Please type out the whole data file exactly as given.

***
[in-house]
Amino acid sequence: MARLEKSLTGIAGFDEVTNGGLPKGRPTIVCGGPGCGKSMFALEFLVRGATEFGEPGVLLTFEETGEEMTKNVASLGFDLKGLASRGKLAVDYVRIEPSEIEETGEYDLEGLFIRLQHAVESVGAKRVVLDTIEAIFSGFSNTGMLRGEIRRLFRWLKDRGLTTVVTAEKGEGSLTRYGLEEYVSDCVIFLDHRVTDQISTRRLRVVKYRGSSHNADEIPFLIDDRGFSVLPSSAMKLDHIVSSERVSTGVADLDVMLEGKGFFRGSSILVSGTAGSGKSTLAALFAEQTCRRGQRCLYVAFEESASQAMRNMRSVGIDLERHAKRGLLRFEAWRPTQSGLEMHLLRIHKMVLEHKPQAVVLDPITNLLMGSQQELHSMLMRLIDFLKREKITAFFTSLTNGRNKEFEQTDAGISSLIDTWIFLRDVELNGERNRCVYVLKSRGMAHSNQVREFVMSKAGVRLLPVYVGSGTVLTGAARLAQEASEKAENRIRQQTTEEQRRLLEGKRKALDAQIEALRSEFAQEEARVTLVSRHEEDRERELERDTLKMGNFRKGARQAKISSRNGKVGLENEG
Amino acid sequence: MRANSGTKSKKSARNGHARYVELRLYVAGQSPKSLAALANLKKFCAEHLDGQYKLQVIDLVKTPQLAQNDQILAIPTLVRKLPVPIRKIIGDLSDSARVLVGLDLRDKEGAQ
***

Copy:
[in-house]
Amino acid sequence: MARLEKSLTGIAGFDEVTNGGLPKGRPTIVCGGPGCGKSMFALEFLVRGATEFGEPGVLLTFEETGEEMTKNVASLGFDLKGLASRGKLAVDYVRIEPSEIEETGEYDLEGLFIRLQHAVESVGAKRVVLDTIEAIFSGFSNTGMLRGEIRRLFRWLKDRGLTTVVTAEKGEGSLTRYGLEEYVSDCVIFLDHRVTDQISTRRLRVVKYRGSSHNADEIPFLIDDRGFSVLPSSAMKLDHIVSSERVSTGVADLDVMLEGKGFFRGSSILVSGTAGSGKSTLAALFAEQTCRRGQRCLYVAFEESASQAMRNMRSVGIDLERHAKRGLLRFEAWRPTQSGLEMHLLRIHKMVLEHKPQAVVLDPITNLLMGSQQELHSMLMRLIDFLKREKITAFFTSLTNGRNKEFEQTDAGISSLIDTWIFLRDVELNGERNRCVYVLKSRGMAHSNQVREFVMSKAGVRLLPVYVGSGTVLTGAARLAQEASEKAENRIRQQTTEEQRRLLEGKRKALDAQIEALRSEFAQEEARVTLVSRHEEDRERELERDTLKMGNFRKGARQAKISSRNGKVGLENEG
Amino acid sequence: MRANSGTKSKKSARNGHARYVELRLYVAGQSPKSLAALANLKKFCAEHLDGQYKLQVIDLVKTPQLAQNDQILAIPTLVRKLPVPIRKIIGDLSDSARVLVGLDLRDKEGAQ